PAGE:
Dear Friends,
Happy New Year!

What a year 2019 turned out to be!

In the UK, after 10 years of austerity, we have a new government, most of whose members were described as, “extreme right-wing” by the former Conservative Chancellor, Philip Hammond. In the US, the president has been impeached, and the question of whether in practice he is, or is not, above the law remains to be settled. And around the world, the evidence of climate change is becoming ever clearer, as is the inadequacy of most governments’ responses.

In most countries, we should be planning a fundamental rethink of the last 40 years of policy-making. And instead, in many, there is a risk of doubling down on the idea that markets will solve everything.

In some ways, it looks hopeless. And yet, not so long ago, the world faced greater problems and resolved them successfully. At the end of the Second World War, most developed economies had become war economies – even those parts of their industries which had not been destroyed during the conflict, had been converted to military purposes. Most working people were, in some way or other, engaged in the war effort. Many governments faced levels of debt far higher than those we worry about today. It might have been natural to foresee an economic collapse with skyrocketing unemployment and poverty far worse than had been experienced during the Great Depression.

But that did not happen. Governments had the courage and the optimism to build a better world. In the UK, for example, despite government debt which had peaked at over 250% of GDP and an economy more than half of which was devoted to the war effort, the post-war government successfully created the Welfare State and the NHS, and ushered in the Golden Age of Capitalism, a period of high economic growth and low unemployment, the benefits of which were felt by almost the entire population.

Economically, the challenges we face today are relatively tractable. Our problem is that we do not see, or cannot believe, that we can successfully address them.

Furthermore, in both the UK and the US, the population has become divided. In the US, the focal issue is the President himself. Roughly half the population believes that he should be removed from office, while the other half sees him as a saviour struggling valiantly against the forces of resistance to make America great again. In this environment, important issues which should be settled by looking at the facts, such as climate change, have become party-political.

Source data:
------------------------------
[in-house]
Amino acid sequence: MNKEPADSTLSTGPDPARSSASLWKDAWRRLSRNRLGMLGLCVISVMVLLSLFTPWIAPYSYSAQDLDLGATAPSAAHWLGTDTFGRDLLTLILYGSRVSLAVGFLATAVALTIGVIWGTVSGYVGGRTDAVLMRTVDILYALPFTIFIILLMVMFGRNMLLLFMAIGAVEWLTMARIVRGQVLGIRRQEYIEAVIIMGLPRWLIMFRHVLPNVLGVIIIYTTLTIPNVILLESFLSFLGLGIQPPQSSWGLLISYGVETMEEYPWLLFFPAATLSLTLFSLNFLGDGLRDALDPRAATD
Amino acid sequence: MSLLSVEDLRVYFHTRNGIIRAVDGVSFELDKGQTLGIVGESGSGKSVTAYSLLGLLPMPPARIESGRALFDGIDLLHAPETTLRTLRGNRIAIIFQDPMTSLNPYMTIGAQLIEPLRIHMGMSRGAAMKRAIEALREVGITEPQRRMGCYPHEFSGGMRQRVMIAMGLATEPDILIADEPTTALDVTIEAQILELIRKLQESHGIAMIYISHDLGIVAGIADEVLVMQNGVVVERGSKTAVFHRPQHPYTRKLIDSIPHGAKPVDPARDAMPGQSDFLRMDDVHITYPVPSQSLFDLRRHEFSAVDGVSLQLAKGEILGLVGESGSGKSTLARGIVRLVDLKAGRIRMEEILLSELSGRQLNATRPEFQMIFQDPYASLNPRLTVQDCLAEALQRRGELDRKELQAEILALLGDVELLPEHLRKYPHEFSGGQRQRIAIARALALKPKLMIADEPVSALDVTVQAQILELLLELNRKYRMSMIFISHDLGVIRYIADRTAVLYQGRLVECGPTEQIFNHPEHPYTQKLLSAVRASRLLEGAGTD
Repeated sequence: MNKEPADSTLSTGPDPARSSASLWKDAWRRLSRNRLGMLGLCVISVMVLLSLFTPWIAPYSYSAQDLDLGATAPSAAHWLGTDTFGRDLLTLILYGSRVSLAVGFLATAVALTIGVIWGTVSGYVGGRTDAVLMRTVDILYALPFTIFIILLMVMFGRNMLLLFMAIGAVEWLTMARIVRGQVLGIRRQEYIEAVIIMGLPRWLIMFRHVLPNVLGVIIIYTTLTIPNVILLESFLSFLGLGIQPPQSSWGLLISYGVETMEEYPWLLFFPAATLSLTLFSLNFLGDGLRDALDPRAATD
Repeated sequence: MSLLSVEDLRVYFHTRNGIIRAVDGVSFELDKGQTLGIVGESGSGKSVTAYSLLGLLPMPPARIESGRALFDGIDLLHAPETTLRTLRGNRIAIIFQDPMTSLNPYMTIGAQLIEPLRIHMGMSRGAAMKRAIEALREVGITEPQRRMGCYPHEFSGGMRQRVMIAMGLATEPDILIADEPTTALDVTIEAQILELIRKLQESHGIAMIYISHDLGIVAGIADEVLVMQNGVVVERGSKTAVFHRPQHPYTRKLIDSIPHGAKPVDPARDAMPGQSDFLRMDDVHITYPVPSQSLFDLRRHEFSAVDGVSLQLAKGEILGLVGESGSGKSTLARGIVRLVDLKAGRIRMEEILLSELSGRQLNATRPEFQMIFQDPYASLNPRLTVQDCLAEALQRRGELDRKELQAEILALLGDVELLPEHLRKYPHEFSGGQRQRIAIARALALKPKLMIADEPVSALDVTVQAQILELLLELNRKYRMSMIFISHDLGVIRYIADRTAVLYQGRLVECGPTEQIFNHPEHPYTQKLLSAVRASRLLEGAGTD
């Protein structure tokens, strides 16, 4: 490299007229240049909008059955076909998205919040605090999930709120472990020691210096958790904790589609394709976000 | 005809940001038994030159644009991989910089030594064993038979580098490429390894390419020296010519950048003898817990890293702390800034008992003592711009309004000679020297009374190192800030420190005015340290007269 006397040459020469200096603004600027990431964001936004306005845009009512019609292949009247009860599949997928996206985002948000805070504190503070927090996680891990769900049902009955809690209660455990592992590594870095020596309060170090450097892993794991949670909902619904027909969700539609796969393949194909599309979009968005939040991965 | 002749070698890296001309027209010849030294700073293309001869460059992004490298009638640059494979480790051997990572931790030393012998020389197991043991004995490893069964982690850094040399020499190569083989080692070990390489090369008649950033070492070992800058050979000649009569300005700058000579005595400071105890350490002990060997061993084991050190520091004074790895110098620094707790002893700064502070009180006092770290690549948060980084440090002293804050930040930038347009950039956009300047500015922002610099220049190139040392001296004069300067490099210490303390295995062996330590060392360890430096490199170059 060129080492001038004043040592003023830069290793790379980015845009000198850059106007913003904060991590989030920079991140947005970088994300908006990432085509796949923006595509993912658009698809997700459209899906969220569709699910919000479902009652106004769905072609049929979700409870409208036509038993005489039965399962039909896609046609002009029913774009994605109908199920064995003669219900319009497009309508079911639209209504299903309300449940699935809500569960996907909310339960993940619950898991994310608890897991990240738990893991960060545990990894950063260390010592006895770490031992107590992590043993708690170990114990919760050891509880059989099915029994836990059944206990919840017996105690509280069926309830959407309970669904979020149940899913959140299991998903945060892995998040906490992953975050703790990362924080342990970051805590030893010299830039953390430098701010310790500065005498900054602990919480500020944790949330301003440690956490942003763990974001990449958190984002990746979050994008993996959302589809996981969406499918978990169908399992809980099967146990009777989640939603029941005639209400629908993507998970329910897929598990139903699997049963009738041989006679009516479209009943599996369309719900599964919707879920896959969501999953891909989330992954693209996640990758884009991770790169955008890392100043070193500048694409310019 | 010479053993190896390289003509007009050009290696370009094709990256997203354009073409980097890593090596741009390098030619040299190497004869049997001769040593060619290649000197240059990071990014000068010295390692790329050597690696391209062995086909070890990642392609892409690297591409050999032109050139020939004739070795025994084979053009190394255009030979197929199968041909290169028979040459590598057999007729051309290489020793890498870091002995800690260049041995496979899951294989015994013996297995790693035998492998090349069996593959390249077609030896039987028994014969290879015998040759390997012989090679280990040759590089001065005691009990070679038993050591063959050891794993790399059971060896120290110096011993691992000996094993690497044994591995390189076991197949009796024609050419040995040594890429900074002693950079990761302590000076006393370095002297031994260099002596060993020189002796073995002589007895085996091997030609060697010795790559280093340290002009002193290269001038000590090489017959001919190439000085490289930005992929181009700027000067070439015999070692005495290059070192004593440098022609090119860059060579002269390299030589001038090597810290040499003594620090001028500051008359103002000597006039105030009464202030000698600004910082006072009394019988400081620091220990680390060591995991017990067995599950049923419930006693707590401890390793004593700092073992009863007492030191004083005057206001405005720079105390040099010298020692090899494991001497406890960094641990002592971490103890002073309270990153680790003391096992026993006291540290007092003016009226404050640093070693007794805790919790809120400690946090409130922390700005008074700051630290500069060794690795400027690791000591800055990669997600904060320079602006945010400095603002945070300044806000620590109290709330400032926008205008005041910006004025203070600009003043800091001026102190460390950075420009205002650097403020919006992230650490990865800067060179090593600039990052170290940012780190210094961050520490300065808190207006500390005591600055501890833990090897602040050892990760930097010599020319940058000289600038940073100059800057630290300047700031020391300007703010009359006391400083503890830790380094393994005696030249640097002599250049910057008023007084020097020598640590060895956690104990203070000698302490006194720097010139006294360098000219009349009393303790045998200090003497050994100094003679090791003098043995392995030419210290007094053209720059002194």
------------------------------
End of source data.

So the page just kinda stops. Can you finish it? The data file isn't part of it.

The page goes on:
In the UK, Brexit is such an issue. The UK will leave the EU. But there is no more clarity about the nature of that departure than there was on the day after the referendum. We do not know whether, when the transition period ends, our manufacturers will have continued access to the single market, or whether they will be trading on World Trade Organisation terms. Like climate change, the facts are critically important in assessing the options open to us, but the issue has become so politicised – even among the general public – that rational discussion has become difficult.

For the 99% Organisation, our challenge has always been twofold: first, to spread the word so that enough people understand the risks of mass impoverishment and the possibilities of ending it; and second, to apply sufficient pressure to our legislators that they take adequate steps to end and reverse the process. And this remains the challenge – but now we must recognise that our audience is split: roughly half will be receptive to facts and evidence; and roughly half, even though they may themselves be victims of mass impoverishment, may not. We are already well set up to communicate with the first half of our audience; and over time we will have to build the skills to communicate with the second half. My short-term resolution is to try not to push the second half away by being irritable or patronising; my long-term resolution is to learn to connect.

Thanks to your help, enthusiasm and commitment, the 99% Organisation has achieved a great deal in the second half of 2019. It is more important than ever that we maintain our momentum in 2020. There is everything to play for, and skilful communication will be the key to success. I would like to thank you all for your contribution so far and ask you to redouble your efforts in the New Year. It is your energy, skills and creativity which will make the 99% Organisation a powerful force for good in 2020 and beyond.

With my very best wishes to you all, and your families in 2020. Let us make it a really good year!

Mark E Thomas